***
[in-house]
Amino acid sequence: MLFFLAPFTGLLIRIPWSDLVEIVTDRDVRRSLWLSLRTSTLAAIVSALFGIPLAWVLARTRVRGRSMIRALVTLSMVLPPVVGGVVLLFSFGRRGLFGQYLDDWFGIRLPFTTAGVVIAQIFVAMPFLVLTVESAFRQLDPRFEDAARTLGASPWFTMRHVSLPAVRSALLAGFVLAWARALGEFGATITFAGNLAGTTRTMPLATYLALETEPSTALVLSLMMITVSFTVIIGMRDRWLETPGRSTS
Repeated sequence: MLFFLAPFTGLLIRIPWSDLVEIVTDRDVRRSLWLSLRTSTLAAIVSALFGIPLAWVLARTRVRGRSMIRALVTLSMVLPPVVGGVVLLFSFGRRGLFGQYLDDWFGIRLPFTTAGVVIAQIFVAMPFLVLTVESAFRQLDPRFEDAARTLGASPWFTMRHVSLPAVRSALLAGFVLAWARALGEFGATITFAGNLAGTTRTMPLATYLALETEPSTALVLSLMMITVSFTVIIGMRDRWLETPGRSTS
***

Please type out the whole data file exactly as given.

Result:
[in-house]
Amino acid sequence: MLFFLAPFTGLLIRIPWSDLVEIVTDRDVRRSLWLSLRTSTLAAIVSALFGIPLAWVLARTRVRGRSMIRALVTLSMVLPPVVGGVVLLFSFGRRGLFGQYLDDWFGIRLPFTTAGVVIAQIFVAMPFLVLTVESAFRQLDPRFEDAARTLGASPWFTMRHVSLPAVRSALLAGFVLAWARALGEFGATITFAGNLAGTTRTMPLATYLALETEPSTALVLSLMMITVSFTVIIGMRDRWLETPGRSTS
Repeated sequence: MLFFLAPFTGLLIRIPWSDLVEIVTDRDVRRSLWLSLRTSTLAAIVSALFGIPLAWVLARTRVRGRSMIRALVTLSMVLPPVVGGVVLLFSFGRRGLFGQYLDDWFGIRLPFTTAGVVIAQIFVAMPFLVLTVESAFRQLDPRFEDAARTLGASPWFTMRHVSLPAVRSALLAGFVLAWARALGEFGATITFAGNLAGTTRTMPLATYLALETEPSTALVLSLMMITVSFTVIIGMRDRWLETPGRSTS